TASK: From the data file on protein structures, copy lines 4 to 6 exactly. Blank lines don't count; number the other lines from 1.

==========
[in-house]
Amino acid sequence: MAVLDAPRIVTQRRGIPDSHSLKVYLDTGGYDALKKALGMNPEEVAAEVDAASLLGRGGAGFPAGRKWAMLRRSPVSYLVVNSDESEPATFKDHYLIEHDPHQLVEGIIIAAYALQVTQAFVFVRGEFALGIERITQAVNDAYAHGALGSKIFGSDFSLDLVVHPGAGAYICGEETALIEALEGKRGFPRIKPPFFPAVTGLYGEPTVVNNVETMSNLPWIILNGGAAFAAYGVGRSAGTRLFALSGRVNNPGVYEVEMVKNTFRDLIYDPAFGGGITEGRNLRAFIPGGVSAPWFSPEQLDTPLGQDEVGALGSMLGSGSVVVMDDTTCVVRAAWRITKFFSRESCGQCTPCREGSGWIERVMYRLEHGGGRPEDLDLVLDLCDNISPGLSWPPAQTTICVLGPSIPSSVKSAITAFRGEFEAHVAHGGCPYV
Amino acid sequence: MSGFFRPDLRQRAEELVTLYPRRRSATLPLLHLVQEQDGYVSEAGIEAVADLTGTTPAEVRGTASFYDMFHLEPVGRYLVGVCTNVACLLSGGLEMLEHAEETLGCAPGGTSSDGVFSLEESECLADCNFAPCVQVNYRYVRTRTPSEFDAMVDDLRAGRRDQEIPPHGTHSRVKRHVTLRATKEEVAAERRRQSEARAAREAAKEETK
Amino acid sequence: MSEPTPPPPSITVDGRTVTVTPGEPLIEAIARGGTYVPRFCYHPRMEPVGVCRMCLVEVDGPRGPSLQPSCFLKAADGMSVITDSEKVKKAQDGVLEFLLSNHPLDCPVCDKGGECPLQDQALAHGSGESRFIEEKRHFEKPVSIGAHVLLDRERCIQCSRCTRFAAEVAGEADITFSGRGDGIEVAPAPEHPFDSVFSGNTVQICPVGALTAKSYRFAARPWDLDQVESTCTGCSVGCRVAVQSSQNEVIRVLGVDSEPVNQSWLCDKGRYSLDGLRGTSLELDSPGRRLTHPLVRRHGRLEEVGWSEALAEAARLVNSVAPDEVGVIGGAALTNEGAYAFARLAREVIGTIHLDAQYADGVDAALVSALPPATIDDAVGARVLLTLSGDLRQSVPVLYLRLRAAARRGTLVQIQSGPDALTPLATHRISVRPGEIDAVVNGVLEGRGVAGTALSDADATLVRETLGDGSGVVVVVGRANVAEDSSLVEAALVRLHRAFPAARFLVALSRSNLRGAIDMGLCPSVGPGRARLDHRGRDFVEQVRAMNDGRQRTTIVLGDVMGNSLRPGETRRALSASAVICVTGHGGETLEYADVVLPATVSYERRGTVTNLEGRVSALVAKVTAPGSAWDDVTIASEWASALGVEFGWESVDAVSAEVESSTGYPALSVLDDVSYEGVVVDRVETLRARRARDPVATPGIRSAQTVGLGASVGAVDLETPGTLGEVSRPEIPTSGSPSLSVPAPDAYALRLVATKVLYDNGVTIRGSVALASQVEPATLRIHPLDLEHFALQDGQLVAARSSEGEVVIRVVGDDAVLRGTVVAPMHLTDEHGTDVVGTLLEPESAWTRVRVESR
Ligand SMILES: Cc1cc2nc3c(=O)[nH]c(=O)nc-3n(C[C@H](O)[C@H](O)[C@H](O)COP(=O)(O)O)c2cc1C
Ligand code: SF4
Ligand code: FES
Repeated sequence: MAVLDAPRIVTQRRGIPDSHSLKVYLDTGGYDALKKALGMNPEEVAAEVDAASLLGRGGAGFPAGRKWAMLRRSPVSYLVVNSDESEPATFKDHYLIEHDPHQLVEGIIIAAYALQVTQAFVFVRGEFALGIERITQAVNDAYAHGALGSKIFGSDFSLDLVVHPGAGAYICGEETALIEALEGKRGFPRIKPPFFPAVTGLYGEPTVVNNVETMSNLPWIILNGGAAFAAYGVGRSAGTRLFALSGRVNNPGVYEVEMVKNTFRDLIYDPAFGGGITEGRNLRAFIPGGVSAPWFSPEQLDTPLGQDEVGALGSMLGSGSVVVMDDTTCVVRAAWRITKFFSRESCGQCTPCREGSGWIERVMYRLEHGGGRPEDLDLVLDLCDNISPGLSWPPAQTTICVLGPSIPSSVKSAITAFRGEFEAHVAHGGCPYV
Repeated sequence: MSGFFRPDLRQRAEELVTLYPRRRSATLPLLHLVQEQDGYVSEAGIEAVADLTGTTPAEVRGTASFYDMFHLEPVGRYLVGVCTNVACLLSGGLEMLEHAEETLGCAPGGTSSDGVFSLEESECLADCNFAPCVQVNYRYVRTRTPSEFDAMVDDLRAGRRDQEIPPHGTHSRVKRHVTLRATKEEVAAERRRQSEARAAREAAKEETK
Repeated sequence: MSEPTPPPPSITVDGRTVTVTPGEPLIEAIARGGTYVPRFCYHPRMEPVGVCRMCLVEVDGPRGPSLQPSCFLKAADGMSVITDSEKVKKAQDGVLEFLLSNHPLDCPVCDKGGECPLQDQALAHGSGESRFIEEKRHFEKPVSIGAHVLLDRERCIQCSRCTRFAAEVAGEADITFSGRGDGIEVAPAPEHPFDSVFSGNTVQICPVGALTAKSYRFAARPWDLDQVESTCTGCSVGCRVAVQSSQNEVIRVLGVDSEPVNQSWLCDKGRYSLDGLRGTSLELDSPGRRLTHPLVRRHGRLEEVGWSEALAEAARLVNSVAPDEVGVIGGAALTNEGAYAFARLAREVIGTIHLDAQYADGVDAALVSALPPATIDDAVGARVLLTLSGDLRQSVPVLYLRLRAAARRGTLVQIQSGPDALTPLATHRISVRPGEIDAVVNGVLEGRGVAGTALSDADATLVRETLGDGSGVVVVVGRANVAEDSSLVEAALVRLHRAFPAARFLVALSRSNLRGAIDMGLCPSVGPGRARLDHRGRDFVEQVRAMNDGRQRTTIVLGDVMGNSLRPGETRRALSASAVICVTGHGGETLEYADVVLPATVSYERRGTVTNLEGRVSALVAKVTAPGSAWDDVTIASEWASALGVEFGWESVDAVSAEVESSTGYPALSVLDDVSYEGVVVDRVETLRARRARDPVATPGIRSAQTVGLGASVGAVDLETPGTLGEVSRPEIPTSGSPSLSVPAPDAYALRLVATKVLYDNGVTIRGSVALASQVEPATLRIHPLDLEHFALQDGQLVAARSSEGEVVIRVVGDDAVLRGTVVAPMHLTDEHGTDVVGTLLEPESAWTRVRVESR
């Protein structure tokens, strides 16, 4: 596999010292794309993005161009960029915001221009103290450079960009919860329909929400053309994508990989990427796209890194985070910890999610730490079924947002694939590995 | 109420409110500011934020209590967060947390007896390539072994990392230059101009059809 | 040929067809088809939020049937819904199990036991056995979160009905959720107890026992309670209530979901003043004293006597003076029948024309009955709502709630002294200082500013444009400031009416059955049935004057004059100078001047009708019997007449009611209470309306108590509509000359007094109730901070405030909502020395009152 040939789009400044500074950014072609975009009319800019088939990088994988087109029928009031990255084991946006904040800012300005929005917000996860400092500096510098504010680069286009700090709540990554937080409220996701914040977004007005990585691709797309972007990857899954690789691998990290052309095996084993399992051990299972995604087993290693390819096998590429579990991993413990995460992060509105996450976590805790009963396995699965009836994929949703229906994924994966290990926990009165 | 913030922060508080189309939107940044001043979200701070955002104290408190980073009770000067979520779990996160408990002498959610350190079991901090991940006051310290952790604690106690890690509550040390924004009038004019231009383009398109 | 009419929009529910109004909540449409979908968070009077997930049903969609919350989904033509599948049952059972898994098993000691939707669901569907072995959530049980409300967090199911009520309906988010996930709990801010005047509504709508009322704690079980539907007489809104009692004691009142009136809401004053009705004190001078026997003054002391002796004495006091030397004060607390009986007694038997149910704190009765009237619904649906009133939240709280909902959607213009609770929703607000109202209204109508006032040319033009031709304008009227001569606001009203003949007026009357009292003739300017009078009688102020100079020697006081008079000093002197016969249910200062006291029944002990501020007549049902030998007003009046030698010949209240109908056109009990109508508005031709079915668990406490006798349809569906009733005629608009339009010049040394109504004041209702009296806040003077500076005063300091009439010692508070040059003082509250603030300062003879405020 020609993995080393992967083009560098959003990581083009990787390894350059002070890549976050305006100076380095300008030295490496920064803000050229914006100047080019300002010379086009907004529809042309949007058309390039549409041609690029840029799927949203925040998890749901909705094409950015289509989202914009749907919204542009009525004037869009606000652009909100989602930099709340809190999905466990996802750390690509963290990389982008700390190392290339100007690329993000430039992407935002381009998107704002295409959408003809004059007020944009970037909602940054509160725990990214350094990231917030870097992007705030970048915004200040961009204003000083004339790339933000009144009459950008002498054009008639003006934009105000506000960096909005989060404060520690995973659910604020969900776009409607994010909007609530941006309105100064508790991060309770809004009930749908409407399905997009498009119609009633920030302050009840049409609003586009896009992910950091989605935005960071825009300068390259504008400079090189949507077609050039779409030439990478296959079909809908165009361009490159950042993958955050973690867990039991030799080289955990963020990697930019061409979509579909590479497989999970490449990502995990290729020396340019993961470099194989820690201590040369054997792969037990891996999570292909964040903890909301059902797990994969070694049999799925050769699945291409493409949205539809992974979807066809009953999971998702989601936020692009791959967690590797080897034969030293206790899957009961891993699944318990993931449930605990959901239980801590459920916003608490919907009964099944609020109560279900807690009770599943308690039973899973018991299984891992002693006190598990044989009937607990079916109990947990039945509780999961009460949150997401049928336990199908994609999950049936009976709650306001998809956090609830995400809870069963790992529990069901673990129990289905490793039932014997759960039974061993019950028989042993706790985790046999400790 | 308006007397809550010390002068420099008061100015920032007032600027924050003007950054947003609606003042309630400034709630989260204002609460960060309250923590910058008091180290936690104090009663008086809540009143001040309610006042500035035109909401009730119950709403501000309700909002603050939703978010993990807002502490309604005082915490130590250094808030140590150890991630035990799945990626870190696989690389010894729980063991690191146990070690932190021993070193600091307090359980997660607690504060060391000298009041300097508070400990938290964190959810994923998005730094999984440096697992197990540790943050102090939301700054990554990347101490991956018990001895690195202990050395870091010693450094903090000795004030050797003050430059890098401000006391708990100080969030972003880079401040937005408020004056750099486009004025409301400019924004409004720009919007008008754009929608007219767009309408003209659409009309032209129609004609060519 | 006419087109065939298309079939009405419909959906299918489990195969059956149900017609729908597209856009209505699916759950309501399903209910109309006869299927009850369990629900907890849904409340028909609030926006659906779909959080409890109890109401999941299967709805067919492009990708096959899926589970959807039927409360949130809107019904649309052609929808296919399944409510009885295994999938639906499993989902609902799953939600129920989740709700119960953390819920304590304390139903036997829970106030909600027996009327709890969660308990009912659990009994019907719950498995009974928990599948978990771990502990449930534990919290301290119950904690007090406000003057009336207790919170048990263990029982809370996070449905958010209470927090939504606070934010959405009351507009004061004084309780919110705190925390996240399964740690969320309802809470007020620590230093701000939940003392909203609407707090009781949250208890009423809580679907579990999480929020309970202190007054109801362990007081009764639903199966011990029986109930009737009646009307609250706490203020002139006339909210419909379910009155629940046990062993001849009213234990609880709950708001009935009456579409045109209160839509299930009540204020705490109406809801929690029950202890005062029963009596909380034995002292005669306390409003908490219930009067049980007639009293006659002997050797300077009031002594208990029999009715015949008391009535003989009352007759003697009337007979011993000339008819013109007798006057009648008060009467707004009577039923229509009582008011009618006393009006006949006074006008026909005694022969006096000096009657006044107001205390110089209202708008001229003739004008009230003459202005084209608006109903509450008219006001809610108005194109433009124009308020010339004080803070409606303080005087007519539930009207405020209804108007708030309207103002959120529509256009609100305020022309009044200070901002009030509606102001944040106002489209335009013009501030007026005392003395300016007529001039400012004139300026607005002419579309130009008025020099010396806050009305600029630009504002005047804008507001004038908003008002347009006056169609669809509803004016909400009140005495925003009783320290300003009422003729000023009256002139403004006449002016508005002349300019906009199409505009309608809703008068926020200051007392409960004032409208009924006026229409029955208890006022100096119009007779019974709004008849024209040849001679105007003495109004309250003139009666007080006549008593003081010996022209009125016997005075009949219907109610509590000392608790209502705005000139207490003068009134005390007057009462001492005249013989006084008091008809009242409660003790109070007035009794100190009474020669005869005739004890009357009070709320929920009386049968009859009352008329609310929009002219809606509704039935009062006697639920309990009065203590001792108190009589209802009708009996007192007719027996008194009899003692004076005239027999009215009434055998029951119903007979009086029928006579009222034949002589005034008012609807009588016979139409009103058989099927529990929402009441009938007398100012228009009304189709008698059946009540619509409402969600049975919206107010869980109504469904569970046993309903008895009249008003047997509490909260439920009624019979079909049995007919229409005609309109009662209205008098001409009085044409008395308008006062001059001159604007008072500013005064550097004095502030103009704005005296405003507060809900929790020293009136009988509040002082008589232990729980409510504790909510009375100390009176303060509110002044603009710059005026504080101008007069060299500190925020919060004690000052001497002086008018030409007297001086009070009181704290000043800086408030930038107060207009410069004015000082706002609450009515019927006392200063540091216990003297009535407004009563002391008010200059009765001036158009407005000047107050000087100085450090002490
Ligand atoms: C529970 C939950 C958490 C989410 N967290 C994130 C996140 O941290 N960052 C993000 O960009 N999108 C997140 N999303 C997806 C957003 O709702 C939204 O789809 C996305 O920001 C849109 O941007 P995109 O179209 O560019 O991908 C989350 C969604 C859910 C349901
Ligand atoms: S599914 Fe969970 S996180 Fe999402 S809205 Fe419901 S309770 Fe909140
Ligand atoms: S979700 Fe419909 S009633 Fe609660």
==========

Amino acid sequence: MSEPTPPPPSITVDGRTVTVTPGEPLIEAIARGGTYVPRFCYHPRMEPVGVCRMCLVEVDGPRGPSLQPSCFLKAADGMSVITDSEKVKKAQDGVLEFLLSNHPLDCPVCDKGGECPLQDQALAHGSGESRFIEEKRHFEKPVSIGAHVLLDRERCIQCSRCTRFAAEVAGEADITFSGRGDGIEVAPAPEHPFDSVFSGNTVQICPVGALTAKSYRFAARPWDLDQVESTCTGCSVGCRVAVQSSQNEVIRVLGVDSEPVNQSWLCDKGRYSLDGLRGTSLELDSPGRRLTHPLVRRHGRLEEVGWSEALAEAARLVNSVAPDEVGVIGGAALTNEGAYAFARLAREVIGTIHLDAQYADGVDAALVSALPPATIDDAVGARVLLTLSGDLRQSVPVLYLRLRAAARRGTLVQIQSGPDALTPLATHRISVRPGEIDAVVNGVLEGRGVAGTALSDADATLVRETLGDGSGVVVVVGRANVAEDSSLVEAALVRLHRAFPAARFLVALSRSNLRGAIDMGLCPSVGPGRARLDHRGRDFVEQVRAMNDGRQRTTIVLGDVMGNSLRPGETRRALSASAVICVTGHGGETLEYADVVLPATVSYERRGTVTNLEGRVSALVAKVTAPGSAWDDVTIASEWASALGVEFGWESVDAVSAEVESSTGYPALSVLDDVSYEGVVVDRVETLRARRARDPVATPGIRSAQTVGLGASVGAVDLETPGTLGEVSRPEIPTSGSPSLSVPAPDAYALRLVATKVLYDNGVTIRGSVALASQVEPATLRIHPLDLEHFALQDGQLVAARSSEGEVVIRVVGDDAVLRGTVVAPMHLTDEHGTDVVGTLLEPESAWTRVRVESR
Ligand SMILES: Cc1cc2nc3c(=O)[nH]c(=O)nc-3n(C[C@H](O)[C@H](O)[C@H](O)COP(=O)(O)O)c2cc1C
Ligand code: SF4